Nie and colleagues conducted a randomized controlled trial to examine the effects of providing free eyeglasses to junior high school students in a poor rural area of Western China.
In this study, screening and vision testing were provided to 1,974 grade seven and eight students from 31 schools located in northern Shaanxi province in China before they were divided into treatment group and controlled group. Then, free eyeglasses were distributed in treatment schools to students found to need one, regardless of whether they had one already. In contrast, students from the control group schools received an eyeglass prescription for their parents only. The eyeglass usage of the treatment group increased from 31% at the baseline to 72%, while that of the control group increased from 28% to 50%.
The study questioned students about their academic aspirations, administered a standardized exam using items drawn from a bank of questions developed by the Trends in International Mathematics and Science Study (TIMSS), and measured the dropout rate to evaluate the intervention. It was found that:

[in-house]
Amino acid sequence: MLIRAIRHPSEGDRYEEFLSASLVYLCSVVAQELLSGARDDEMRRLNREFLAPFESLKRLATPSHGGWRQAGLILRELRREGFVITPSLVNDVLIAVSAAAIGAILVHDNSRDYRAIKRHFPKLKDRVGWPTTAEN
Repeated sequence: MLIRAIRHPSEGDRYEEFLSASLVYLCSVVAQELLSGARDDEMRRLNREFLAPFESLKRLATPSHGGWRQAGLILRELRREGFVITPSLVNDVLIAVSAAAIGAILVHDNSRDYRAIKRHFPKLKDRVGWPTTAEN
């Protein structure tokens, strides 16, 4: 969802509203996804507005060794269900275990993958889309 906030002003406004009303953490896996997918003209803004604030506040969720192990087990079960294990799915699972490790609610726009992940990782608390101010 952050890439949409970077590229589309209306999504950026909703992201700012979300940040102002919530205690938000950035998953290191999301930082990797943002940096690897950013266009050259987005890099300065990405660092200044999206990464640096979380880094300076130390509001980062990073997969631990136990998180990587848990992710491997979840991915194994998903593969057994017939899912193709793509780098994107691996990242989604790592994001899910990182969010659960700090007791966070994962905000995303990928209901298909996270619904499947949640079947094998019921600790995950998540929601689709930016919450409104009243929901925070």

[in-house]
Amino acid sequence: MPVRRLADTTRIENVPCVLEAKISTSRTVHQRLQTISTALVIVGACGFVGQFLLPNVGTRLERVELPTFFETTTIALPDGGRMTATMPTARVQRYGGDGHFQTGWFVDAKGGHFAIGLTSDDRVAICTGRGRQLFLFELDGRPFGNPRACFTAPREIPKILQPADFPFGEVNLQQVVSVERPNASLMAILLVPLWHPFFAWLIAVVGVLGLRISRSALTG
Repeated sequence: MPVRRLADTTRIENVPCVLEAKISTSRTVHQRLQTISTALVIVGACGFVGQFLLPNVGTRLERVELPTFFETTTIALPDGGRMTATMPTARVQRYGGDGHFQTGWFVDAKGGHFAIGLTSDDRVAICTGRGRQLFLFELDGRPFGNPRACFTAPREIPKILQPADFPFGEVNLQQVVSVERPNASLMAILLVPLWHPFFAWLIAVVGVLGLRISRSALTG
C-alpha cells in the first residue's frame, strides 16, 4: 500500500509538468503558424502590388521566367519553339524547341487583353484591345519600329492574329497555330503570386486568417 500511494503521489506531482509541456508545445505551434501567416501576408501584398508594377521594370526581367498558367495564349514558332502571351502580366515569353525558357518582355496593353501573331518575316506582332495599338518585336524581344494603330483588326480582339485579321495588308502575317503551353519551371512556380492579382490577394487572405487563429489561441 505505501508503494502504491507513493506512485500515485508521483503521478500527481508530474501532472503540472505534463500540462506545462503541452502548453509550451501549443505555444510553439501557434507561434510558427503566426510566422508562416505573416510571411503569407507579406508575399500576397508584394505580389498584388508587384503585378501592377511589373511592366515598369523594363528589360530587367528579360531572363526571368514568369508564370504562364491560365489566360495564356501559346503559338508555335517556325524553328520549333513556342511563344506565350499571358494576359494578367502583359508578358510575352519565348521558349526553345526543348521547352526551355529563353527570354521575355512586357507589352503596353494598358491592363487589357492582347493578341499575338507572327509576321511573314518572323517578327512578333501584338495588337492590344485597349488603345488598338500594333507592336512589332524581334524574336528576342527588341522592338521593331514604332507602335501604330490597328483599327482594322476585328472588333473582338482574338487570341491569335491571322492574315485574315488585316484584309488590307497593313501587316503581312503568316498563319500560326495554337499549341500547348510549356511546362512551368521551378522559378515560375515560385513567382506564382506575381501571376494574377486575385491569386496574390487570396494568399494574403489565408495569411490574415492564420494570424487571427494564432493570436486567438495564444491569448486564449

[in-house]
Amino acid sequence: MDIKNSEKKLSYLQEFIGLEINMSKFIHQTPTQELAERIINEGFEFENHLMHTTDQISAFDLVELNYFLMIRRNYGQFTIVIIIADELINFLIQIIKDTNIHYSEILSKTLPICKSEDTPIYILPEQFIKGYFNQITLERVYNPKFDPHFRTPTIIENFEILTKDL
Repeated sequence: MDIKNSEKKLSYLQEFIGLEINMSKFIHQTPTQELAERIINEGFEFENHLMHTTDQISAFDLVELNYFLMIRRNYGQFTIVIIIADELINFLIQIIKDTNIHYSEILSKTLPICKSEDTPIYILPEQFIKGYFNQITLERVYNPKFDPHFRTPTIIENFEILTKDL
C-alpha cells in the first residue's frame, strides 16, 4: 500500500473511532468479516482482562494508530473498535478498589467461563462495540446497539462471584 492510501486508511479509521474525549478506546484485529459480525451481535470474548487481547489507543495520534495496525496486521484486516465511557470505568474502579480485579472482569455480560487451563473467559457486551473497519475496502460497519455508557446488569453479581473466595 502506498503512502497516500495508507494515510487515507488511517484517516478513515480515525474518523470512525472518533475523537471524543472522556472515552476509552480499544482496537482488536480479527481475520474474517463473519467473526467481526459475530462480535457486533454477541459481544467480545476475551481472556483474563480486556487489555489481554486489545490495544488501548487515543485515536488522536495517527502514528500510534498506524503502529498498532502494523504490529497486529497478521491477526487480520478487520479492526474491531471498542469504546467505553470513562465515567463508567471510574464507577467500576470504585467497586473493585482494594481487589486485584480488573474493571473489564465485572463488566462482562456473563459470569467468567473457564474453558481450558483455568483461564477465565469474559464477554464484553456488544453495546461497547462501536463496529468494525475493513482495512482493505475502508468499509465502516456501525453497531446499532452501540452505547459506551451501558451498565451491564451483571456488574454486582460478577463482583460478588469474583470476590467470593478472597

- Among the students without eyeglasses at baseline, the provision of eyeglasses increased their math achievement (E.S. = +0.196), while there was no effect on students who already had eyeglasses at baseline.
- Providing eyeglasses also increased students’ aspiration for attending academic high schools by 9% on average
- In addition, providing eyeglasses also reduced dropout by approximately 2%.
The authors suggested that the positive results were due to students becoming more motivated to learn, more confident in competing with peers, and more willing to invest time and resources into learning when the barrier to learning posed by vision problems was addressed.
Source: Nie, J., Pang, X., Sylvia, S., Wang, L., & Rozelle, S. (2018). Seeing is believing: Experimental evidence on the impact of eyeglasses on academic performance, aspirations and dropout among junior high school students in rural China. Economic Development and Cultural Change. Advance online publication. Doi:10.1086/700631